Before addressing this case on its merits, we deal first with whether objection to the subject testimony was both timely and sufficient as required by Correll v. State, 523 So.2d 562 (Fla.), cert. denied, 488 U.S. 871, 109 S.Ct. 183, 102 L.Ed.2d 152 (1988). In that case, the prosecution sought to introduce the results of a blood test obtained using the electrophoresis method of testing. The defense raised a Frye objection at trial which was overruled. The supreme court agreed with the trial court that the defense objection was not timely or sufficient:

[W]e hold that when scientific evidence is to be offered which is of the same type that has already been received in a substantial number of other Florida cases, any inquiry into its reliability for purposes of admissibility is only necessary when the opposing party makes a timely request for such an inquiry supported by authorities indicating that there may not be general scientific acceptance of the technique employed.

Correll, 523 So.2d at 567. Because it was clear from the record before the court in Correll that the electrophoresis method at issue had been routinely admitted throughout Florida, and the state's expert had testified more than 70 times concerning such testing, the court concluded that the defense could not surprise the state at trial with what, under the circumstances, must be deemed an unexpected Frye objection.

By contrast, the record in the case at bar contains nothing to indicate that evidence of the type here in question has regularly been admitted in Florida courts or was deemed routinely scientifically reliable at the time of Hadden's 1992 trial. Even if the timeliness of the defense objection in this case were disregarded, we believe that Correll is inapplicable to the instant facts.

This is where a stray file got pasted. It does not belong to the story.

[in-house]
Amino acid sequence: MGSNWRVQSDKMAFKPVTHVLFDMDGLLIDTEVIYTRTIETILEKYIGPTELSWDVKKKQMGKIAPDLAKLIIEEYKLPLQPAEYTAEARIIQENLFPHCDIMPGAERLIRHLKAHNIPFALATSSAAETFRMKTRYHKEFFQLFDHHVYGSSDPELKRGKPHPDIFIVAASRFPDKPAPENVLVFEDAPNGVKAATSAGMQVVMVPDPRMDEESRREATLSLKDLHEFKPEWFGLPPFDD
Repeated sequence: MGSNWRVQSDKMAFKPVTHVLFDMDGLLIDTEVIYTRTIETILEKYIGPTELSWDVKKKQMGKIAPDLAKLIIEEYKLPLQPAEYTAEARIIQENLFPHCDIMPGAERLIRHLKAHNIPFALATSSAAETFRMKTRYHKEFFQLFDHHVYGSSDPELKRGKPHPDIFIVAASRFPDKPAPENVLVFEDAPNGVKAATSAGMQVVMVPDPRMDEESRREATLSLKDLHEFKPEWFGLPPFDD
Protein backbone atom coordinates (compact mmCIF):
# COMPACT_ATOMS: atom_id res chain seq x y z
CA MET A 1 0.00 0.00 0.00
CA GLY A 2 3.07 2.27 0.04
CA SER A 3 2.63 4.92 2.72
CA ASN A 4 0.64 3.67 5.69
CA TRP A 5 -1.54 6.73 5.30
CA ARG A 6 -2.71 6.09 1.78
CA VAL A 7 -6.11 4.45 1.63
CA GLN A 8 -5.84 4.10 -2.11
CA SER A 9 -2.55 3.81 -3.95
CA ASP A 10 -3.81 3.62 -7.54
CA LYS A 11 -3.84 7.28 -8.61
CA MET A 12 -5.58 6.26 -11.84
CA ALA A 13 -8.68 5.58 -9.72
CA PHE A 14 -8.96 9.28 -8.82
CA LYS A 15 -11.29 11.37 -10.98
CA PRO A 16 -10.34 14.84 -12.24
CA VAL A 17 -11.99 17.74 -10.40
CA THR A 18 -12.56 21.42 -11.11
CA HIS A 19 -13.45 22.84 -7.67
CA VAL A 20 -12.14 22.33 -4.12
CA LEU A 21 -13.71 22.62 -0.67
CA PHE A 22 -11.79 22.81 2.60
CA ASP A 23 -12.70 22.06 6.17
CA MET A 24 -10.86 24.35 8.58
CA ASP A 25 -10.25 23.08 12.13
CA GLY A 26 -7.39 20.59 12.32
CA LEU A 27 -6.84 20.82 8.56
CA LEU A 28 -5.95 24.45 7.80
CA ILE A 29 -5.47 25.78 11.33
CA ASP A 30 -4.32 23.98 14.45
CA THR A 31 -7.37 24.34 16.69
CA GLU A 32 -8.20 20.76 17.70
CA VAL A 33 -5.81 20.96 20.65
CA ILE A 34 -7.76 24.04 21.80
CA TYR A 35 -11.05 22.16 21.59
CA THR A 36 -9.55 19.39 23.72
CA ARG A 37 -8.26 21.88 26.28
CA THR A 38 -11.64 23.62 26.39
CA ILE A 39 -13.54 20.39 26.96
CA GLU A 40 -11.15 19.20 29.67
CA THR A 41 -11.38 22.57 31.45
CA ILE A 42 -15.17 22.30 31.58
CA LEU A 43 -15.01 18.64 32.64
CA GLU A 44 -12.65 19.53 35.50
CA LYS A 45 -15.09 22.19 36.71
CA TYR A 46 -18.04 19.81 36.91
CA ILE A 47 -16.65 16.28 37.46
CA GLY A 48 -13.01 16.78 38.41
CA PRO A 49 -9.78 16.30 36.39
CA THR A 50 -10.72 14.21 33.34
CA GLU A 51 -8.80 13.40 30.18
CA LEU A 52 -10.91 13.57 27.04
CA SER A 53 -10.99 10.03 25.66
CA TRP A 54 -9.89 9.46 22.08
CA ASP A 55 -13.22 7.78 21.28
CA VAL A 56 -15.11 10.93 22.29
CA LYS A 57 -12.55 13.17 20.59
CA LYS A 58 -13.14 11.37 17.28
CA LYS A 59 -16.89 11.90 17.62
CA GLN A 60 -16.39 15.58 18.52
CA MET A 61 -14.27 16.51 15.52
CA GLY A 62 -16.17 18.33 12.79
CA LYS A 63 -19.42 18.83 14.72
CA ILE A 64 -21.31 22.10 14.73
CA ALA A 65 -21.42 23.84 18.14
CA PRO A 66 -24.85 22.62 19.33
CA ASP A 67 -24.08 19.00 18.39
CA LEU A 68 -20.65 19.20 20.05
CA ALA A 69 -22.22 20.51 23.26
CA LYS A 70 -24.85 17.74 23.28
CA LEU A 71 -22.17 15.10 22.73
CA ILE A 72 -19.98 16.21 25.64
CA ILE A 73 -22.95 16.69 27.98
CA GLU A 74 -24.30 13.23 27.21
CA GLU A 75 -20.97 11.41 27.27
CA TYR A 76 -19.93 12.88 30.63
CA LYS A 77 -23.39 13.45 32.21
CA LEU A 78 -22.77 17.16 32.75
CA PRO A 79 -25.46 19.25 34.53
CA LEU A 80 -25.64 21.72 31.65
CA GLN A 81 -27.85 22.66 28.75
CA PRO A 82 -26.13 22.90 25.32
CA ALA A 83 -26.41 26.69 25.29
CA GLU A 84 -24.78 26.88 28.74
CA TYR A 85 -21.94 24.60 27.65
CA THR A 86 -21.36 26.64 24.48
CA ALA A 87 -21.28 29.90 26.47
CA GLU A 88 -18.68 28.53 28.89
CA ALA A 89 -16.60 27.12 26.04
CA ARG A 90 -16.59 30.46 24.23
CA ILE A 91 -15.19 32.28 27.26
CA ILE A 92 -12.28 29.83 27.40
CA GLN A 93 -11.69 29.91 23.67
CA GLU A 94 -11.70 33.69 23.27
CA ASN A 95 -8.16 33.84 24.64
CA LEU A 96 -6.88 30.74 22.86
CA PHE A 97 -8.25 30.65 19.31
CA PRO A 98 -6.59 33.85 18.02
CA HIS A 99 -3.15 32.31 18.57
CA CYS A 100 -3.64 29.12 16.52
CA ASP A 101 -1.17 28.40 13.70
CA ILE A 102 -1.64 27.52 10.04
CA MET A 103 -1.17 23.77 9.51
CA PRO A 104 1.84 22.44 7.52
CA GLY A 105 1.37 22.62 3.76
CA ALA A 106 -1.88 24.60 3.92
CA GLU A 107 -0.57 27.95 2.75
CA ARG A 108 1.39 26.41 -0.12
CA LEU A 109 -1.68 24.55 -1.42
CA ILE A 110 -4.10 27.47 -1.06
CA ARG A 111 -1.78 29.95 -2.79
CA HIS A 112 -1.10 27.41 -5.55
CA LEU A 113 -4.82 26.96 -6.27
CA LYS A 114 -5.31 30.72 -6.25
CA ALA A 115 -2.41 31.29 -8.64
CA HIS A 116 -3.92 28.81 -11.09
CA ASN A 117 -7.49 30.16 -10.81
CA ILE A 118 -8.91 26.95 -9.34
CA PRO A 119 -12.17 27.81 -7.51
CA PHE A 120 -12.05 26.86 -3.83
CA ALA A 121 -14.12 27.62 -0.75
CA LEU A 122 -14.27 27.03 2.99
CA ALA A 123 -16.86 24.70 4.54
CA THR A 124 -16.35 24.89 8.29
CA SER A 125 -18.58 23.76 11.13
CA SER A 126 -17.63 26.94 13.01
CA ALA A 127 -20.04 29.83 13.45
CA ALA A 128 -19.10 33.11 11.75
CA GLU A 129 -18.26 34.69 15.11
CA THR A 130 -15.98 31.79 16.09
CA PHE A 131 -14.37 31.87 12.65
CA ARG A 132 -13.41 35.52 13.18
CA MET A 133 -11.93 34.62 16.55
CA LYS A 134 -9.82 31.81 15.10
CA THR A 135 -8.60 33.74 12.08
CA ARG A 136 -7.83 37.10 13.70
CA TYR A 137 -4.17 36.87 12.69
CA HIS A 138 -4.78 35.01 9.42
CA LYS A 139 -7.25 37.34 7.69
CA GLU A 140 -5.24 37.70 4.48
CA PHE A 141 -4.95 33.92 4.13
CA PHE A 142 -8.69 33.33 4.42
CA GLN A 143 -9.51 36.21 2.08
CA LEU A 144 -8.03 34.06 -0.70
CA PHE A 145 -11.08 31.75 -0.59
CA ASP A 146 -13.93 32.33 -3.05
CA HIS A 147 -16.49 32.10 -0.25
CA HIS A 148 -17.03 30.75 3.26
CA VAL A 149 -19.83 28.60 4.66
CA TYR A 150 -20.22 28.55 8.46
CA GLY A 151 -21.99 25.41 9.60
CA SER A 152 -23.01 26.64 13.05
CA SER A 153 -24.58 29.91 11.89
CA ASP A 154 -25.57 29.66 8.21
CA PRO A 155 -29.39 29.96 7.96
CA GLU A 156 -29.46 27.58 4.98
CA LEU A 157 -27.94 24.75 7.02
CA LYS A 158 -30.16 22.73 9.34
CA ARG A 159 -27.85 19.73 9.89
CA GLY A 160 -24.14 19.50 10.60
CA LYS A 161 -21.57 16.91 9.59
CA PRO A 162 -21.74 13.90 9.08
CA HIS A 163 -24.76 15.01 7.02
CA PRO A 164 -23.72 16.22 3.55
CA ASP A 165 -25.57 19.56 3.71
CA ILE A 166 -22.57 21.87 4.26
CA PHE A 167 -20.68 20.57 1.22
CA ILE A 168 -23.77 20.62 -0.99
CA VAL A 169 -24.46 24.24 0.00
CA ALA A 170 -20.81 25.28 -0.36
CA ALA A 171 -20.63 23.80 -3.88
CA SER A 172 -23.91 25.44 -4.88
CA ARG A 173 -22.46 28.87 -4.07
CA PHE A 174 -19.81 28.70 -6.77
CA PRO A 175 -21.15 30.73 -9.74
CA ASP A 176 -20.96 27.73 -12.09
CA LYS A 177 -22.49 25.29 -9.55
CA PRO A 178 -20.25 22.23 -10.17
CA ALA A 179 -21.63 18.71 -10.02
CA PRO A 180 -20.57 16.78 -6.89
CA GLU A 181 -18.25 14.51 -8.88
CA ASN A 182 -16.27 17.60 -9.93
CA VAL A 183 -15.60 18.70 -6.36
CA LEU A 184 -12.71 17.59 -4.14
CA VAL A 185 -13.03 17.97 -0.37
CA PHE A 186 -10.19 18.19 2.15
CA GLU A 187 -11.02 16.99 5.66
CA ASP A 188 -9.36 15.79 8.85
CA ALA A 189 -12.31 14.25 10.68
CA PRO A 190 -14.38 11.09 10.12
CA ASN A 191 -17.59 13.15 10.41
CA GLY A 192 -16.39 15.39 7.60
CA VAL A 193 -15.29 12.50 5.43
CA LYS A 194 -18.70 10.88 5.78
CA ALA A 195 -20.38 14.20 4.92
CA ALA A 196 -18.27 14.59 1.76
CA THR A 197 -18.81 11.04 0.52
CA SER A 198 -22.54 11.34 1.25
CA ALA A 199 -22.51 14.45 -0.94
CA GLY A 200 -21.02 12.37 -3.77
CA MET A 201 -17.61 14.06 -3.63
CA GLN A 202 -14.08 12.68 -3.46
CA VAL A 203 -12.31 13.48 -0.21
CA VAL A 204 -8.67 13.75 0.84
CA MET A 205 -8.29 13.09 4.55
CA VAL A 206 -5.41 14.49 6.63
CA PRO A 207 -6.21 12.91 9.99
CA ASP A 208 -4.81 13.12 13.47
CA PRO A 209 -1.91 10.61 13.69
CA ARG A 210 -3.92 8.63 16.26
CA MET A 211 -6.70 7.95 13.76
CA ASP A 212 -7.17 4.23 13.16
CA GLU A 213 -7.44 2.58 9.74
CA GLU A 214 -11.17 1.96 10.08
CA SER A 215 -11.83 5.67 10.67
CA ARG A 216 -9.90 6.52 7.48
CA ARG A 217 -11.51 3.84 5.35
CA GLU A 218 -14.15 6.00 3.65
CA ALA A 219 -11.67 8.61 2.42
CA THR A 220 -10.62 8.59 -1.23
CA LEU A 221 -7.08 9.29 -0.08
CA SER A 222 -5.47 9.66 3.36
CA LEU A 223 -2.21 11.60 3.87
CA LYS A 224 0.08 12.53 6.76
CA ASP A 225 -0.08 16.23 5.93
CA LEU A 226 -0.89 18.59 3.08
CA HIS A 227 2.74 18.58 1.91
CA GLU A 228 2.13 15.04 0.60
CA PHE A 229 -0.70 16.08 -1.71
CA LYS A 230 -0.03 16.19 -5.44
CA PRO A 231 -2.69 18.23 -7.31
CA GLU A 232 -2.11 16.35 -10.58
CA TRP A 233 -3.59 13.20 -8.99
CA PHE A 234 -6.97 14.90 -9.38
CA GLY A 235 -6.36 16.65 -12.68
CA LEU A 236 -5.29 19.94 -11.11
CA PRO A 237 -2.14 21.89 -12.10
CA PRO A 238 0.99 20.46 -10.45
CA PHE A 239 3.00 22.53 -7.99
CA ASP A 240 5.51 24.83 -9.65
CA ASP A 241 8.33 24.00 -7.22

Turning next to the merits, the pertinent parts of counselor/psychologist Jones' jury testimony are set out, as follows:

DIRECT EXAMINATION BEFORE THE JURY

Q. Mr. Jones, based upon your experience and training in sexual abuse cases, is it normal for say a child of ten who is the victim of sexual abuse to initially only reveal part of the sexual abuse and then as time goes on to reveal more of what occurred in the sexual abuse?

A. That is common.

* * * * * *

Q. It would not be usual then based upon what you've testified to or would it be unusual or not for the--child to initially say there had only been fondling and then move on to indicate that there had [been] a penetration by the finger?

A. That is not uncommon.

Q. And have you had occasion to see T.H., the victim in this case?

A. Yes, I have, on May 13th was the initial visit.

Q. And how many times have you seen her since then?

A. Since that time it has been ten times.

Q. And for what purpose were you seeing T.H.?

A. Seeing her because of emotional adjustment type of issues at home and at school and related to an incident of alleged sexual molestation.

Q. Now, based upon your experience and training in this area, does she exhibit any of the symptoms of a child who has been sexually abused?

A. She does.

Q. And what symptoms are those?

A. Primary things are an unemotional recounting when asked specifically about this incident, flat affect, difficulty describing sometimes very specific details about when and where, those kinds of

Page 81

issues, a sense of guilt, sense of responsibility in ways, number of issues that have to do with a child's reaction to an adult perpetrator.

* * * * * *